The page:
As victims across the country forget their names, one woman's memories won't let her go
By Tiffany Gibert|
Time Out Ratings: 5/5 stars
By Laura van den Berg. Farrar, Straus and Giroux; $26
What is memory but the telling of a story?” This could easily be the epigraph for Laura van den Berg’s debut novel but is, instead, a line found in her own book. In some future time, a pandemic of forgetting, followed by death, has gripped the United States. It’s not the end of the world—the sickness is contained within the U.S. and kills many but not all—yet it’s certainly the end of something, and the beginning of new ways to assemble one’s own life story, particularly for Van den Berg’s narrator, Joy Jones.
Pre-plague, Joy was a grocery store employee, perpetually getting high on cough syrup and riddled with residual anxieties after being abandoned as an infant and floating through foster homes. Post-pandemic, Joy lives in the mysterious Hospital, where a doctor and nurses try to find a cure via a group of apparently immune patients. But though the disease and the Hospital initially seem critical to the fictional world, they are actually, slyly, the backdrop for a much more poignant narrative about memory, family and the construct of self. Literary dystopian novels are all the rage, but why? What seems to be at the heart of this ubiquitous genre is the desire to strip away contemporary life’s complications, leaving an essence of what constitutes personhood. And that’s where Van den Berg, with her sharply honed skills as a short-story author and her sense for the strangeness of life, creates an unforgettable and, against all odds, unique tale.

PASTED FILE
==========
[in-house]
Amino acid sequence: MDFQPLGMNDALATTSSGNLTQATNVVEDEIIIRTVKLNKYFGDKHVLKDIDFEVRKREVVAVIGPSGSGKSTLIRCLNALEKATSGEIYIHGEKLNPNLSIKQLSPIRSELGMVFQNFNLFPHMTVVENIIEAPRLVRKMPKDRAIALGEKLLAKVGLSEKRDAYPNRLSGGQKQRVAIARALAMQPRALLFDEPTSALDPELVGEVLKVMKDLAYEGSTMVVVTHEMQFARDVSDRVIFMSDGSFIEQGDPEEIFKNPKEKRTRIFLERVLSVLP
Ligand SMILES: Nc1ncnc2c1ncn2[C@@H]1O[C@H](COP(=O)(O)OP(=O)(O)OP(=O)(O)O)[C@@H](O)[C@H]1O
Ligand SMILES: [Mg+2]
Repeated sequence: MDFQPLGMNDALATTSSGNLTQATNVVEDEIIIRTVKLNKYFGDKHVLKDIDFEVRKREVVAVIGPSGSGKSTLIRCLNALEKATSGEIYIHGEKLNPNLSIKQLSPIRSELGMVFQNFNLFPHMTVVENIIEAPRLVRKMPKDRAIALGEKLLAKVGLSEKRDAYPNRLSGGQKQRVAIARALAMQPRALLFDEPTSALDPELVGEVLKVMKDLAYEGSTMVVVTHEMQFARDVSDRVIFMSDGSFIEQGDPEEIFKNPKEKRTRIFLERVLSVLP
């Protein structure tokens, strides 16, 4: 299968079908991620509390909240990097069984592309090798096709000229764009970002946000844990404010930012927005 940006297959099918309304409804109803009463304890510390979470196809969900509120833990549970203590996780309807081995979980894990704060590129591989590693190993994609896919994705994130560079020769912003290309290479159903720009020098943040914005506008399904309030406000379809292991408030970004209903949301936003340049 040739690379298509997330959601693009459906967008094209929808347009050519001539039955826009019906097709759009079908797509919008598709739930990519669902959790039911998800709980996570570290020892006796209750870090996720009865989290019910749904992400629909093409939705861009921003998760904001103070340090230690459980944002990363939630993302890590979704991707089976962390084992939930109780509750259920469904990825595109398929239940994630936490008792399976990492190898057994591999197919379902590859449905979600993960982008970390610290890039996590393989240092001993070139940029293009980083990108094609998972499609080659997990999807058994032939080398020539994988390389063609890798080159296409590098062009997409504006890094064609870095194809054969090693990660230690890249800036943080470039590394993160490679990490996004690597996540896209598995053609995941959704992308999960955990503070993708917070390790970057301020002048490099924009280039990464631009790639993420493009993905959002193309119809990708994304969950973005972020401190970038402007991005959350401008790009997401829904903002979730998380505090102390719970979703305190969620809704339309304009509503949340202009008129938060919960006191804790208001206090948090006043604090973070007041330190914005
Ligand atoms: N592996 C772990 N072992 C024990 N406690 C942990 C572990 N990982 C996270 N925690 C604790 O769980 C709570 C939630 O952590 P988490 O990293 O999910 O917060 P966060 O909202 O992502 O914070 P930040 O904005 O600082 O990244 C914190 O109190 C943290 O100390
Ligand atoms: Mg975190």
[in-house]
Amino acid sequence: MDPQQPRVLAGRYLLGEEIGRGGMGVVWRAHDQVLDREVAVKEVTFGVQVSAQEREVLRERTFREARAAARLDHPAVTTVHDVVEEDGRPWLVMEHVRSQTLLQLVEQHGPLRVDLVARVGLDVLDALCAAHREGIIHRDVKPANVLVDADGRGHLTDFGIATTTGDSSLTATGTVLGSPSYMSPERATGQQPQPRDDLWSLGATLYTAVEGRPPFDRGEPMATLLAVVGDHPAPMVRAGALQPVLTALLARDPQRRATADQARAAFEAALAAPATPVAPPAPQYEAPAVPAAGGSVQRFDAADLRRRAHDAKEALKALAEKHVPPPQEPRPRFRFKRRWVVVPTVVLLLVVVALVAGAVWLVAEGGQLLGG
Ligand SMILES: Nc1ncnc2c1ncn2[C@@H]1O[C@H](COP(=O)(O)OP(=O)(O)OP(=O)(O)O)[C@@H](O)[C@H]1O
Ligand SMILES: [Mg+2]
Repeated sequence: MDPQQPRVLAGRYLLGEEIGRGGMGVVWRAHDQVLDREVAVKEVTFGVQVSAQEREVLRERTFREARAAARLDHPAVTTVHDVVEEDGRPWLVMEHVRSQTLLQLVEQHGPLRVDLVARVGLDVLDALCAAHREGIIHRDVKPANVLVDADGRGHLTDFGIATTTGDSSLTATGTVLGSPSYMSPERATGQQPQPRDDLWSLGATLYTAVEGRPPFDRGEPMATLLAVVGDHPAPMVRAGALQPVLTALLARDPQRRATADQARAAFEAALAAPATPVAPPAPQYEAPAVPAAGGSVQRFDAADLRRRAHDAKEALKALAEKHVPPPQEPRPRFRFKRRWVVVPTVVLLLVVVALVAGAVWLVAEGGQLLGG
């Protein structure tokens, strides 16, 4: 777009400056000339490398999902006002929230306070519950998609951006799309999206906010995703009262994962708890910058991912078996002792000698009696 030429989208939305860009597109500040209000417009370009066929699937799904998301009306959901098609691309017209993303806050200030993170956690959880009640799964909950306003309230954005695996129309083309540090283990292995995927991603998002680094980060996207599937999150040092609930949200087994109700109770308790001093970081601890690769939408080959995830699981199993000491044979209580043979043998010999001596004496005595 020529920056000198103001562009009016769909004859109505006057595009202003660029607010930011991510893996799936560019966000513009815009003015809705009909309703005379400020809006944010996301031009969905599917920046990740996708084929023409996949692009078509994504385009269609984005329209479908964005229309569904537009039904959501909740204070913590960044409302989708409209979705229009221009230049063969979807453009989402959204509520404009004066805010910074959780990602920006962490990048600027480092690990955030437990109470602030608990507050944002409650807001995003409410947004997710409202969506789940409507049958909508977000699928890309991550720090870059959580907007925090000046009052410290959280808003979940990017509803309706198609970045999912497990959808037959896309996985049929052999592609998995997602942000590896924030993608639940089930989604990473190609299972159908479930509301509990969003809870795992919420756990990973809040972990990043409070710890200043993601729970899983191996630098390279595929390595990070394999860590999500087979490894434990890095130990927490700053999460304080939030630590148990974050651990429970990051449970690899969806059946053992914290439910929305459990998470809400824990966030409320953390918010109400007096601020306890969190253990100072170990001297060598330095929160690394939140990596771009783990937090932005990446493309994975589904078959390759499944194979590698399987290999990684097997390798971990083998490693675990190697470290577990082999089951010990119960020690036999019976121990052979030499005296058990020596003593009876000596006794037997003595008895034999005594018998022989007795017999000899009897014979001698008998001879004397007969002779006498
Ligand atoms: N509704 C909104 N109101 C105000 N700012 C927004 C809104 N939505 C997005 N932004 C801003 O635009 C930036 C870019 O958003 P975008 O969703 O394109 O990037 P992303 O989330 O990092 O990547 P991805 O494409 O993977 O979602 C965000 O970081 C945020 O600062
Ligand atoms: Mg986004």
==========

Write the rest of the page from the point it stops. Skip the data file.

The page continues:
A brief overview of the ostensible plot: As the Hospital’s functions begin to wither, Joy escapes and begins a journey to meet her birth mother. The story weaves between Joy’s current situation—depicted in the propulsive present tense—and flashbacks to memories she retains. As Joy travels toward her mother’s supposed home, she reminisces, confronting her own repressed traumas, and her seemingly accidental insights illuminate the dark spaces of the mind. Pages are pocked by the gentle horrors and the unexpected revelations of the everyday, as in, “We all choose our dungeons” and “Maybe I wouldn’t mind becoming a myth.”
Find Me eases into itself, and the deeper we venture into it, the more glorious the book becomes in its embodiment of doubt and self-scrutiny. Because, whether faced with abandonment or a nationwide pandemic, the question we all, as people, return to is pure. As Joy puts it: “The truth is I’m still trying to understand what kind of person to be.” And at its core, Van den Berg’s debut is a keen examination of trying to live under the weight of that choice, and the weight of all else we can’t choose.
THE BOTTOM LINE: Van den Berg’s dystopian debut novel blossoms into a timeless chronicle of self-discovery.